Ironically, on Tuesday Rex Tillerson openly said in Washington that, “I am pleased to see that the regime in Pyongyang has certainly demonstrated some level of restraint that we’ve not seen in the past.”  He expressed hope for dialogue with Pyongyang.


President Donald Trump also voiced cautious optimism, talking about the North’s leader Kim Jong-un. “I respect the fact that he is starting to respect us,” Trump said at a campaign rally earlier this week. “And maybe – probably not, but maybe – something positive can come about.” So much for that.

And now that Kim John Un has once again provoked and openly defied Trump before the entire world, the ball is in the US president’s court, which is problem as Trump had escalated the mutually assured jawboning to such a degree, that following this stark provocation by Pyongyang, any non-response by the US president will be perceived as a sign of great weakness, and will hardly be approved by either of the two Generals that now advise Trump on a daily basis.


The Danger of Fake History


John Adams once said, “facts are stubborn things.” If the Massachusetts founding father were alive today pondering the challenge of North Korea, he might have revised his famous quote to, “myths are stubborn things.”

Perhaps no problem has been the victim of more egregious myths than North Korea. The constant stream of articles about the “hermit kingdom” when, in fact, North Korea isn’t an isolated outpost on Mars, the incessant narrative that Kim Jong Un is crazy (the same was said about his father) and recurring claims that Pyongyang is on the brink of collapse (since the early 1990s) have made it hard to have a reasoned policy debate. But perhaps the most insidious myths have to do with the history of US policy towards North Korea.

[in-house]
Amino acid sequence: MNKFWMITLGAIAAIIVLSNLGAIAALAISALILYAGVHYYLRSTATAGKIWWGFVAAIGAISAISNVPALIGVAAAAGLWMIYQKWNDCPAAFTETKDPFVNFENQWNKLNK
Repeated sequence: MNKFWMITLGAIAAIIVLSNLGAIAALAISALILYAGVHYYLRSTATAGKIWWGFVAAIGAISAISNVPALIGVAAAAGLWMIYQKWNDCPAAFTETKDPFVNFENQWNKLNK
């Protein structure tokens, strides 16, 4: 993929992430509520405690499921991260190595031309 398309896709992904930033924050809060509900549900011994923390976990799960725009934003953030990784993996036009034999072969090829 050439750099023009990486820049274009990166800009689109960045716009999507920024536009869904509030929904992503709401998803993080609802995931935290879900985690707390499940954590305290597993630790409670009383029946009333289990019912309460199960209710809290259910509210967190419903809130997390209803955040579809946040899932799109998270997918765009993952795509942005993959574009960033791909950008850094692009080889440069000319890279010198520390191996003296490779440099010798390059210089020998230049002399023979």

Many of us here at 38 North have spent our professional lives studying North Korea—some have spent decades in the US government trying to deal with the growing threat from Pyongyang. Since we have lived through that history, the constant misrepresentation of what happened in the past by government officials, experts, academics and the media is more than disappointing, particularly since there are shelves of books on that history that most people haven’t bothered to read. It is also dangerous. This failure (or refusal) to understand history has led the US down the wrong path more than once in trying to cope with the North and still could, in the future, with potentially disastrous consequences for the US as well as our close allies, South Korea and Japan.

Cases in point are two recent articles in the New York Times, which, on balance, has done great reporting on the unfolding crisis. The first, “How Trump’s Predecessors Dealt with the North Korean Threat” by Russell Goldman, has a clear theme that they have been snookering us all along. Well, that may have been true for part of the time, but it wasn’t true for all of the time. The article completely misrepresents what happened under the Clinton administration, asserting that North Korea accepted the carrots offered by the administration in the 1994 US-North Korea Agreed Framework—two multi-billion dollar reactors and heavy fuel oil shipments—then cheated when it was supposed to be denuclearizing and learned the lesson that it could profit by provoking the West.